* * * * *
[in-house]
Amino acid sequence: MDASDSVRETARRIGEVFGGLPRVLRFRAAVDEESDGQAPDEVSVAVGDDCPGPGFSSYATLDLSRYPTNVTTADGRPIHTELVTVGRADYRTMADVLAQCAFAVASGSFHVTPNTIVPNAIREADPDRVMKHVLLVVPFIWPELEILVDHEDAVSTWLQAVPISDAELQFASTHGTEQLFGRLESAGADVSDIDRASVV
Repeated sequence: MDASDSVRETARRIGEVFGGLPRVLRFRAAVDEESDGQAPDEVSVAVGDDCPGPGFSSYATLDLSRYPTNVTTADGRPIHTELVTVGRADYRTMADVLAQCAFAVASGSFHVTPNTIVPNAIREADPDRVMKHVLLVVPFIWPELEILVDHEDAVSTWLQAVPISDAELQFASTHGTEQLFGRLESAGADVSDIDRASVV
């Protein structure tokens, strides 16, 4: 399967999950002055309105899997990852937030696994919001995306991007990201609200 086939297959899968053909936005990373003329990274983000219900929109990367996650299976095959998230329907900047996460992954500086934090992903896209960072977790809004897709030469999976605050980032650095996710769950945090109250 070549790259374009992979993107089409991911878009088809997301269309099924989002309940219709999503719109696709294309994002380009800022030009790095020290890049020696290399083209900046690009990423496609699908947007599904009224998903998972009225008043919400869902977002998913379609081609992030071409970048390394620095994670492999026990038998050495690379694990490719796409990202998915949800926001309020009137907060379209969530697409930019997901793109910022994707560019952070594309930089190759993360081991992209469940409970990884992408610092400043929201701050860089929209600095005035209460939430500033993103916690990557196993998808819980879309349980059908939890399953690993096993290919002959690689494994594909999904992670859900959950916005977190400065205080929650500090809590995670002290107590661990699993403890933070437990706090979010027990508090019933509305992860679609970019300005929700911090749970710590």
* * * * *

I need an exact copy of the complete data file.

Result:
[in-house]
Amino acid sequence: MDASDSVRETARRIGEVFGGLPRVLRFRAAVDEESDGQAPDEVSVAVGDDCPGPGFSSYATLDLSRYPTNVTTADGRPIHTELVTVGRADYRTMADVLAQCAFAVASGSFHVTPNTIVPNAIREADPDRVMKHVLLVVPFIWPELEILVDHEDAVSTWLQAVPISDAELQFASTHGTEQLFGRLESAGADVSDIDRASVV
Repeated sequence: MDASDSVRETARRIGEVFGGLPRVLRFRAAVDEESDGQAPDEVSVAVGDDCPGPGFSSYATLDLSRYPTNVTTADGRPIHTELVTVGRADYRTMADVLAQCAFAVASGSFHVTPNTIVPNAIREADPDRVMKHVLLVVPFIWPELEILVDHEDAVSTWLQAVPISDAELQFASTHGTEQLFGRLESAGADVSDIDRASVV
């Protein structure tokens, strides 16, 4: 399967999950002055309105899997990852937030696994919001995306991007990201609200 086939297959899968053909936005990373003329990274983000219900929109990367996650299976095959998230329907900047996460992954500086934090992903896209960072977790809004897709030469999976605050980032650095996710769950945090109250 070549790259374009992979993107089409991911878009088809997301269309099924989002309940219709999503719109696709294309994002380009800022030009790095020290890049020696290399083209900046690009990423496609699908947007599904009224998903998972009225008043919400869902977002998913379609081609992030071409970048390394620095994670492999026990038998050495690379694990490719796409990202998915949800926001309020009137907060379209969530697409930019997901793109910022994707560019952070594309930089190759993360081991992209469940409970990884992408610092400043929201701050860089929209600095005035209460939430500033993103916690990557196993998808819980879309349980059908939890399953690993096993290919002959690689494994594909999904992670859900959950916005977190400065205080929650500090809590995670002290107590661990699993403890933070437990706090979010027990508090019933509305992860679609970019300005929700911090749970710590």